Daily Pennsylvanian Changes Ad Policy After Running Controversial ‘Faces of Islamic Apartheid’ Promo

The Daily Pennsylvanian is putting “stricter policies” in place for determining the suitability of controversial advertisements.  Top staff at the University of Pennsylvania student newspaper reexamined their ad stances after sparking a mini-hullabaloo earlier this month with an advertisement called “Faces of Islamic Apartheid.”

The ad was created and sold to the paper by the provocative David Horowitz Freedom Center, which says it aims to “[combat] the efforts of the radical left and its Islamist allies to destroy American values and disarm this country as it attempts to defend itself in a time of terror.”  Student newspapers nationwide regularly run ads from the Center, often leading to campus quarrels and consternations– undoubtedly part of the Center’s plan.

The description of “Faces of Islamic Apartheid” (screenshot below): “It shows six photos, as if seen through a sniper rifle, overlaid with the Islamic crescent and star. The photos depict a range of Muslim individuals who have been killed or sentenced to death in recent years, and the ad blames Islam for their deaths.”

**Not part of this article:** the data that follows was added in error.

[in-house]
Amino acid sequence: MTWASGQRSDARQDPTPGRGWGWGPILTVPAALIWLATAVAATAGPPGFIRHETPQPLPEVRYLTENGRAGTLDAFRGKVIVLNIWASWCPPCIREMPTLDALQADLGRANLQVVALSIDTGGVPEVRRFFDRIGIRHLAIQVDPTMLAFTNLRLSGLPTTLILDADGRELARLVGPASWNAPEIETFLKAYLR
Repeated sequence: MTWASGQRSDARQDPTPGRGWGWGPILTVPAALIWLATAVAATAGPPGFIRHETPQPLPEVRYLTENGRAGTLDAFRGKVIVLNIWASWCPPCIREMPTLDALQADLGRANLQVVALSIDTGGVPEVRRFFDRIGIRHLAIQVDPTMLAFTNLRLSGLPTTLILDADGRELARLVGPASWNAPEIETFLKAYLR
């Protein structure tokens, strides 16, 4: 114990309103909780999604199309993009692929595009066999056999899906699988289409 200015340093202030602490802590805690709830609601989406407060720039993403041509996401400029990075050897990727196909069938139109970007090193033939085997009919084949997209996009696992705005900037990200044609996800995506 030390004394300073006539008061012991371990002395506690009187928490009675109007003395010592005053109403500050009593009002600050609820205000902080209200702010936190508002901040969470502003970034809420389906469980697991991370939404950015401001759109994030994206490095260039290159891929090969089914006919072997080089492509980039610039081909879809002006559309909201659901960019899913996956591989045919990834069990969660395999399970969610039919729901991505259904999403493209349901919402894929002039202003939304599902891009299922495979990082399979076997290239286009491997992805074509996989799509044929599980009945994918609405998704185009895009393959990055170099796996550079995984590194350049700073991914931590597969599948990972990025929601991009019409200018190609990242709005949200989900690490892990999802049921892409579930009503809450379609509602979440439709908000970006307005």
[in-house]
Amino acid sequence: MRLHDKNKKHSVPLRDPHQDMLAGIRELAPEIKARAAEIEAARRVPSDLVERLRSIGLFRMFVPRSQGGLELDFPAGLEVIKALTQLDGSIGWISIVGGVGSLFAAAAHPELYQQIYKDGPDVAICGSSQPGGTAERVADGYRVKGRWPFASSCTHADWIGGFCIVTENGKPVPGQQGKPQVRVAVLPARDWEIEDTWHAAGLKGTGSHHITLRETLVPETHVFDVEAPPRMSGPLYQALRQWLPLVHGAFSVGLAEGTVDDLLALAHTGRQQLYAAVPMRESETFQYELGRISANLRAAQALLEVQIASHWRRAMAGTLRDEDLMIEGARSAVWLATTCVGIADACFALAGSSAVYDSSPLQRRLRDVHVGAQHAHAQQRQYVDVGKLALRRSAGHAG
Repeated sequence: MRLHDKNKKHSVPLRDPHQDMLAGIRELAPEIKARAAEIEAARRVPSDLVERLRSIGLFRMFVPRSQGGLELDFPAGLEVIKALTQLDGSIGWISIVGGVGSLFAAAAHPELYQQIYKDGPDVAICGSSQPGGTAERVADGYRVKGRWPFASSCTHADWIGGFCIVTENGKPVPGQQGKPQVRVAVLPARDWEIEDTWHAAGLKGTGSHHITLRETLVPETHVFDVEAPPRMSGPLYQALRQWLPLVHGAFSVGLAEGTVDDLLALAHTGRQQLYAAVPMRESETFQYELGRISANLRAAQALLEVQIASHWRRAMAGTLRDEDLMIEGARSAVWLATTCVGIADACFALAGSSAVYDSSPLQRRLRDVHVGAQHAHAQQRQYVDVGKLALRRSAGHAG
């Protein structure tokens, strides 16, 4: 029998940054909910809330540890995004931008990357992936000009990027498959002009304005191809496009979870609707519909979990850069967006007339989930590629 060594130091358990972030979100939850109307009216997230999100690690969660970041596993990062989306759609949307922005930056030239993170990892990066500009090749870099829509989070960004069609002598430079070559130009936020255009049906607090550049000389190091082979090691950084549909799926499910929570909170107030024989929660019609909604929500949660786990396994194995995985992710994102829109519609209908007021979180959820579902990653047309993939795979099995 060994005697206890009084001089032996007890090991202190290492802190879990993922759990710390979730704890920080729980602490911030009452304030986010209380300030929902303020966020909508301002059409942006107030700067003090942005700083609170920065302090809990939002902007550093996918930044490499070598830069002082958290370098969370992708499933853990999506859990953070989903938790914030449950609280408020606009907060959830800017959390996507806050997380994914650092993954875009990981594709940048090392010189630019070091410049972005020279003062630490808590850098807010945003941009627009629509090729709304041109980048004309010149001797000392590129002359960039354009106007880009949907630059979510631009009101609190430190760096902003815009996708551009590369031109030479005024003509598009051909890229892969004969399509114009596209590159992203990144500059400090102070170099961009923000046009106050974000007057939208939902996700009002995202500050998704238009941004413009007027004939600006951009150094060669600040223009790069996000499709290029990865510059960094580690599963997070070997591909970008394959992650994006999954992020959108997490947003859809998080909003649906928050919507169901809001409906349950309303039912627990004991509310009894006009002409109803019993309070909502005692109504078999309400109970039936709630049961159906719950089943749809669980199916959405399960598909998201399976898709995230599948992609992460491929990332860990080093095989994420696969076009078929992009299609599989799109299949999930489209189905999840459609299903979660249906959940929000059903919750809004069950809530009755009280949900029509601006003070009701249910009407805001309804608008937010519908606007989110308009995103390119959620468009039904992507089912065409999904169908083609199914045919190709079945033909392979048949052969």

The DP ran the ad in a recent Friday issue.  As a Penn sophomore wrote in response in a letter to the editor, “[Y]our decision to publish such a distasteful, unethical, and downright degrading ad is extremely unnerving and does not deserve any place in our university’s atmosphere. . . . The ad is altogether disrespectful, outrageous, and embarrassing.  To put crosshairs on innocent people, to blame Islam– which has a devout following on campus and in the greater community in West Philadelphia– and to circulate these images around campus is utterly repulsive and disappointing.”

This repulsion and disappointment prompted the paper to reexamine the policies and larger purposes surrounding its advertising arm.

As executive editor Jennifer Sun shared in a letter from the editor soon after, “The DP’s executive board decided on Friday that we will no longer publish advertisements from the David Horowitz Freedom Center. We’ve also set stricter policies to consider other advertisements more holistically. Any advertisements deemed questionable will be discussed by our executive board before making a decision to publish. . . . We do our best to balance between being a free outlet for all opinions and serving our community by ensuring the newspaper is a place where our readers feel comfortable expressing their beliefs.”


Part of a Penn doctoral student’s reaction: “In taking this step, the paper recognized– admirably, in my opinion– that the principle of free speech does sometimes come into conflict with other high-order values like tolerance, civility and humanity.”


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